Pet Dogs Arrested in Iran

The dogs were reportedly being walked by their owners in the Pardisan park last week when security forces took the canines away and transferred them to what appears to be a detention center.

The SPCA has posted on its website a video of the arrested dogs inside a cage. The group warns that the dogs are being kept in “unhygienic and difficult conditions” and that their owners have not been yet able to secure their release.

Reza Javalchi, the spokesman of the SPCA, told RFE/RL’s Radio Farda that the dogs will likely be kept in the detention center for a while and then released after their owners sign a written document promising not to walk their dogs in public.

But every day in confinement is dangerous for the animals, Javalchi says.

“Unfortunately, because these dogs are being kept together, they often become sick and they’re not being given enough food. There have been some cases where some of the dogs have died during their detention.”

This isn’t the first time that security forces have cracked down on dogs and their owners in the Islamic republic, where dog ownership has always been a sensitive issue. In 2007, a number of dogs in the Iranian capital ended up in a “dog prison” after police forces took them away from their owners who were walking them in the streets.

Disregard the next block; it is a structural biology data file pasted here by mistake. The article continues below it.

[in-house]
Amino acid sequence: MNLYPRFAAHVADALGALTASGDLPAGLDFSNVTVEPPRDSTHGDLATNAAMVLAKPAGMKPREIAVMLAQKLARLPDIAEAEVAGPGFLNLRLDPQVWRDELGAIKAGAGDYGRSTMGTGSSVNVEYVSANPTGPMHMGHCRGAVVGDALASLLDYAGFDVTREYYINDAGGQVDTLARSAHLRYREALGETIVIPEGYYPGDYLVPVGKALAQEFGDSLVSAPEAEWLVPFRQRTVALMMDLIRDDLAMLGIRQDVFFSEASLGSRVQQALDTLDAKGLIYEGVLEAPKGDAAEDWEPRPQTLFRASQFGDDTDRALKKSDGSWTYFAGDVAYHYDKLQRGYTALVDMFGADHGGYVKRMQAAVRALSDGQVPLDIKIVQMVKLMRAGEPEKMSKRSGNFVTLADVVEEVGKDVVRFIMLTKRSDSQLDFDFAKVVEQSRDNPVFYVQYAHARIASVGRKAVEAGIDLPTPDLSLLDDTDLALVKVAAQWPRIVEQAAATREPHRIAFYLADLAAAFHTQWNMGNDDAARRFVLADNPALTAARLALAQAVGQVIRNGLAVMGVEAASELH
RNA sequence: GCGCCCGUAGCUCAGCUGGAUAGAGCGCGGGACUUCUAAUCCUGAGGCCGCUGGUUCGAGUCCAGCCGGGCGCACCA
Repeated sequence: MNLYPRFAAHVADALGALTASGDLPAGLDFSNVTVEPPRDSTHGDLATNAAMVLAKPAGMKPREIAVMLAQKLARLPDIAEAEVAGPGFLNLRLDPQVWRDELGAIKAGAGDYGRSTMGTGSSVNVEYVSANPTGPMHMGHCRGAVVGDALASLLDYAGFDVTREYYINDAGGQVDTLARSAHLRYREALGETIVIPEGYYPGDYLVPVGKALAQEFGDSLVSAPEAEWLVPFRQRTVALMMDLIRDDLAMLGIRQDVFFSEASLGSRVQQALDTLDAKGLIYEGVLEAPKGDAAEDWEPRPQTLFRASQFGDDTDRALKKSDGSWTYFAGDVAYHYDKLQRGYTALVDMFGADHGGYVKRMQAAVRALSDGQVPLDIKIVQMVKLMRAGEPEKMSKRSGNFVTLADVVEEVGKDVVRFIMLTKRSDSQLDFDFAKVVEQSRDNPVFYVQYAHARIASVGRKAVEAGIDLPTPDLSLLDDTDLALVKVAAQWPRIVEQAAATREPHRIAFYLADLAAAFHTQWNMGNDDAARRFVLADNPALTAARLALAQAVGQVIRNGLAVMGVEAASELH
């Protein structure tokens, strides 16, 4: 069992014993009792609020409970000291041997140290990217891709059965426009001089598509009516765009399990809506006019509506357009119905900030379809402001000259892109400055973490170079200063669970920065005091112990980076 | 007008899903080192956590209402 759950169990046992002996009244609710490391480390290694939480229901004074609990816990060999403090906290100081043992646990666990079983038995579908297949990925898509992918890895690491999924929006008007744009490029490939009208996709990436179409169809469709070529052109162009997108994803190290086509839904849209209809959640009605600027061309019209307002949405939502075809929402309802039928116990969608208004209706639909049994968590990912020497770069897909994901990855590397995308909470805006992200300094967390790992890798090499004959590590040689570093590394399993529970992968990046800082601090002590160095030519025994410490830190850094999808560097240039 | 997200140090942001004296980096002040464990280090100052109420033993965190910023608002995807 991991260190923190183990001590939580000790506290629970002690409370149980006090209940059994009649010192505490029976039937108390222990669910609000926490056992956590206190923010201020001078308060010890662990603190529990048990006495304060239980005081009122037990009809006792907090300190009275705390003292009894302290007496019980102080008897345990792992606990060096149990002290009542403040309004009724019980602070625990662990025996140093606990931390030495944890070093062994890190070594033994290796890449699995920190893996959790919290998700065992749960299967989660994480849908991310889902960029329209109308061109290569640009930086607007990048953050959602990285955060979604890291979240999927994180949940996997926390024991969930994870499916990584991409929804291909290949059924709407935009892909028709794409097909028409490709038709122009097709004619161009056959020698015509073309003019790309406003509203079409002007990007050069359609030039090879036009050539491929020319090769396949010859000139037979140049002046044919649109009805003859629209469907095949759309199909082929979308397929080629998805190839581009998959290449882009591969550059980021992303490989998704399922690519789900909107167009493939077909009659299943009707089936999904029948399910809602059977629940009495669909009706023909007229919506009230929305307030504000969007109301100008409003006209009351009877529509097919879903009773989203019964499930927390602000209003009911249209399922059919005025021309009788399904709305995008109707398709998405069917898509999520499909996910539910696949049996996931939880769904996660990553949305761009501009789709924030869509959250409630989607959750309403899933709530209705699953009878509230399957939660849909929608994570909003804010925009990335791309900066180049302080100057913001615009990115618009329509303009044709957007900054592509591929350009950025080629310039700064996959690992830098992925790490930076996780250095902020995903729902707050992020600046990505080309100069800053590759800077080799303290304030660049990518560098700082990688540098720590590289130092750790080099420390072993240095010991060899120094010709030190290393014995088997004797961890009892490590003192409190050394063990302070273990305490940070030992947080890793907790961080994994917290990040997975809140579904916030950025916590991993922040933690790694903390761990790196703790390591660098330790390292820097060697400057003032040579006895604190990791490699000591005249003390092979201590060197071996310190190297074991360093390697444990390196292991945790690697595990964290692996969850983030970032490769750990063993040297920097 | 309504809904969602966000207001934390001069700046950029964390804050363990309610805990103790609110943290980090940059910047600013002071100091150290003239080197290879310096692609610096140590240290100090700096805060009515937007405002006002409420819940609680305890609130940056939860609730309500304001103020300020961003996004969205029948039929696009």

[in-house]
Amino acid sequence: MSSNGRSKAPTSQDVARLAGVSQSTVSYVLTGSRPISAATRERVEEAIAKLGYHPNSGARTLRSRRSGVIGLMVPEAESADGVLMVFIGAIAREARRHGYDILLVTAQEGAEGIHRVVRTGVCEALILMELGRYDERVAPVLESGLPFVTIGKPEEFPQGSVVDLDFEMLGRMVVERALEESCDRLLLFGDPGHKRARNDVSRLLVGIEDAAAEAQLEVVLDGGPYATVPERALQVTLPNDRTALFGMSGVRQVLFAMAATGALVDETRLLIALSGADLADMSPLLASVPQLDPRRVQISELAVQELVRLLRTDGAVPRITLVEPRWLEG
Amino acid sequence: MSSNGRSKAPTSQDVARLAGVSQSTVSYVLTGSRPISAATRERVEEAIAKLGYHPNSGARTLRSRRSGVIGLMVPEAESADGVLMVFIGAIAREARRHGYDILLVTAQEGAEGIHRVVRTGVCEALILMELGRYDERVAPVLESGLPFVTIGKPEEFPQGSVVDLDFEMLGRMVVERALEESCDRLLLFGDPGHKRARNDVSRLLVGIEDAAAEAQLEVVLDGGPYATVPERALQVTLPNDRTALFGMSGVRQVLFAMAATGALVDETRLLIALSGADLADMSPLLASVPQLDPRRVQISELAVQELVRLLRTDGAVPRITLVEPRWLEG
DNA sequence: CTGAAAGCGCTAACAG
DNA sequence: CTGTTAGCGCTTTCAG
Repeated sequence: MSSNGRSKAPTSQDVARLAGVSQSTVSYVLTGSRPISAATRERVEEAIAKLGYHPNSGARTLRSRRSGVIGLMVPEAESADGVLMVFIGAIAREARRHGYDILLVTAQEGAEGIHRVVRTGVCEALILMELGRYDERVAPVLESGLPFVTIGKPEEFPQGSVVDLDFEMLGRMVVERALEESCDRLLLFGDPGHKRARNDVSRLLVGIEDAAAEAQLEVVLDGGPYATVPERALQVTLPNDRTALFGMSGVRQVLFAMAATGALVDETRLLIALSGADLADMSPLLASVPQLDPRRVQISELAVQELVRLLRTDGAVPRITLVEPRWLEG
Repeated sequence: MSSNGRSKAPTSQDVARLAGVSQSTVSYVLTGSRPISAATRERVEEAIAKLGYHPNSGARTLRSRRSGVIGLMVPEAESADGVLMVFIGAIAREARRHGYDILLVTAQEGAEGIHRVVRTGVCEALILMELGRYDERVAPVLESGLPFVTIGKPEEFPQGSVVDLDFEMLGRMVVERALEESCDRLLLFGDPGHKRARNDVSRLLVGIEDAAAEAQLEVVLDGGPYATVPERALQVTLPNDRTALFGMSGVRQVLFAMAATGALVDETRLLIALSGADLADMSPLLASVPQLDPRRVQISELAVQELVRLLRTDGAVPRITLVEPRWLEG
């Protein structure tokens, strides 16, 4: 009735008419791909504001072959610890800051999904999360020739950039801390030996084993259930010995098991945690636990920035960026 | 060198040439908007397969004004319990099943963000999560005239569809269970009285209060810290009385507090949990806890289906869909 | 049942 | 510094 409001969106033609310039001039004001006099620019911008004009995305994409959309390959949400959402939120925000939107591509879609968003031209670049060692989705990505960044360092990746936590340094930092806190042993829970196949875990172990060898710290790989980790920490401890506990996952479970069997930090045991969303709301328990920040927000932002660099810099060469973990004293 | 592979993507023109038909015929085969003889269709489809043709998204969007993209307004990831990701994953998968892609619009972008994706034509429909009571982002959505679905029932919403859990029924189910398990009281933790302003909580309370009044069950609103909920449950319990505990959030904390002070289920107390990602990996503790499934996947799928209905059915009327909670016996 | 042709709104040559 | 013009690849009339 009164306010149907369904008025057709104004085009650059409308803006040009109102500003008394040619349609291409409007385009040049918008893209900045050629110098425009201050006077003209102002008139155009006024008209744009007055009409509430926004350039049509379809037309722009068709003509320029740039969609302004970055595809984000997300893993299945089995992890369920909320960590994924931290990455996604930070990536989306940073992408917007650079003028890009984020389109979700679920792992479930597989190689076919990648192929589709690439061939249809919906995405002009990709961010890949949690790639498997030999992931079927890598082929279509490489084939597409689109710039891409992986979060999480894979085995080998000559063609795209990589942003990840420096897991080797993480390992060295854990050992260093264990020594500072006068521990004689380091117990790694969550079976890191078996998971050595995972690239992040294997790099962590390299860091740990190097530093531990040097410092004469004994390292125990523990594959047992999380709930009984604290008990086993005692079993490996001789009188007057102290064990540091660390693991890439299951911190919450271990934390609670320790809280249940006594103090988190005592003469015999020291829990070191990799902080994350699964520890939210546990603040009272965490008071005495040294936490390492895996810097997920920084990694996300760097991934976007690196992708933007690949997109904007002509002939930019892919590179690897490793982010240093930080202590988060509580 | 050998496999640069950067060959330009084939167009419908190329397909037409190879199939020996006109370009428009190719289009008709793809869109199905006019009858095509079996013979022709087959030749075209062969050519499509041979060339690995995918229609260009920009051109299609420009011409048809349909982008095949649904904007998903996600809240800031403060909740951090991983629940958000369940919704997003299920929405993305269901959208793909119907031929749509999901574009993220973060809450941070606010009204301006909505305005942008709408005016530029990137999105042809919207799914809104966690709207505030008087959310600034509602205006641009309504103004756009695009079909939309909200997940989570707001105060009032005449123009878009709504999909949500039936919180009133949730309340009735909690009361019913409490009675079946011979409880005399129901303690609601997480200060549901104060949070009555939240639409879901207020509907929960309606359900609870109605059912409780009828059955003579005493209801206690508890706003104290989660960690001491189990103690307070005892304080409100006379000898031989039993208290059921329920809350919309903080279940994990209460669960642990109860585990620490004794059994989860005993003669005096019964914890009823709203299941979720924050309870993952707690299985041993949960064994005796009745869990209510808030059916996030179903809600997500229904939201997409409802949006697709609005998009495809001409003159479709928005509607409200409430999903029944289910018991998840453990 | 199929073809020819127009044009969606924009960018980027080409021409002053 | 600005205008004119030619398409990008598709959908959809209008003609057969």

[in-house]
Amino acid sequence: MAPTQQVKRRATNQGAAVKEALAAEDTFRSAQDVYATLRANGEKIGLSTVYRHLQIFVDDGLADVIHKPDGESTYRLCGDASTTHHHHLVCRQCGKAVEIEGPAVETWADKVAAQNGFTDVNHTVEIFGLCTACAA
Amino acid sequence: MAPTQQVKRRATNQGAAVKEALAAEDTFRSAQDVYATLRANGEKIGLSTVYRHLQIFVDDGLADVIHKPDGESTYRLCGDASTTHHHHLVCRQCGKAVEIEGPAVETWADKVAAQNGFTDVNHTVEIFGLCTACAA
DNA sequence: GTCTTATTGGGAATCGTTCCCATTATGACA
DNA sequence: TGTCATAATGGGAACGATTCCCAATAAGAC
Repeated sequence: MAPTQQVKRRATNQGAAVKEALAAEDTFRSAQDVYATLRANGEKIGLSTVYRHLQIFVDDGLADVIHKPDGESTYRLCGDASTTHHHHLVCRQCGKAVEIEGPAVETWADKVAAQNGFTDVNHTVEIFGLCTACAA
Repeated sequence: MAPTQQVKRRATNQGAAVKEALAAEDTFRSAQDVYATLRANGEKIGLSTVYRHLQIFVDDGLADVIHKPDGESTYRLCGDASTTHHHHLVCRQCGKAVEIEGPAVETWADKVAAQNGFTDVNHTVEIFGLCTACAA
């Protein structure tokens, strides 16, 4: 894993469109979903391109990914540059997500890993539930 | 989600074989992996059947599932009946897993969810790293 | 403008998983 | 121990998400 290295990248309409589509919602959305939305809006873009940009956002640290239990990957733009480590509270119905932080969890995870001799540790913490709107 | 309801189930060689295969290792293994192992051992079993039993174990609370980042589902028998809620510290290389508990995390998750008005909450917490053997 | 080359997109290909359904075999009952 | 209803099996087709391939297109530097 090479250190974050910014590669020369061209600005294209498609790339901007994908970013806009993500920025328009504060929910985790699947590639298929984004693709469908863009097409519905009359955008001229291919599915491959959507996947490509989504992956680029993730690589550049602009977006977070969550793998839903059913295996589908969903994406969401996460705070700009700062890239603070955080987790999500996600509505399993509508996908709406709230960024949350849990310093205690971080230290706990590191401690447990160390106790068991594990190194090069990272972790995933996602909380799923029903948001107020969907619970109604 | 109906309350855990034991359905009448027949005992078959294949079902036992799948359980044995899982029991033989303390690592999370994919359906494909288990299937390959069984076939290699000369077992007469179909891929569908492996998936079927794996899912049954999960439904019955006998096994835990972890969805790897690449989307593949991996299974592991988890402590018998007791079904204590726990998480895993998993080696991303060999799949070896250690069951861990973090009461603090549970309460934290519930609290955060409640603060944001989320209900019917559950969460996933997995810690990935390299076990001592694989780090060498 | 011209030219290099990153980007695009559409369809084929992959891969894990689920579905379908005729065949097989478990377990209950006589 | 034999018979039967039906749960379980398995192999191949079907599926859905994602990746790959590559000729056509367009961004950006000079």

Dogs are considered dirty by Iranian clerics, who have denounced dog ownership as morally corrupt. In recent years, police officials have issued warnings against dog owners. Dog owners and their pets have been harassed, detained, and forced to pay fines. That hasn’t stopped Iranians in Tehran and other big cities from keeping dogs as pets, however.

Javalchi says there are no legal prohibitions in Iranian law against it.

“We’ve asked police forces not to act against the laws in many cases. We’ve written many letters and we’ve also prepared a complaint. It is due to be processed in the name of some of those people whose pets have been hurt as the result of these actions. We’d like to ask the judiciary to prevent security forces from breaking the law,” he said.

One woman who owns a small terrier told RFE/RL that dog ownership is becoming increasingly difficult in Iran. “It’s ridiculous,” she said. “Instead of solving people’s economic problems, the [authorities]harass us for having dogs.”

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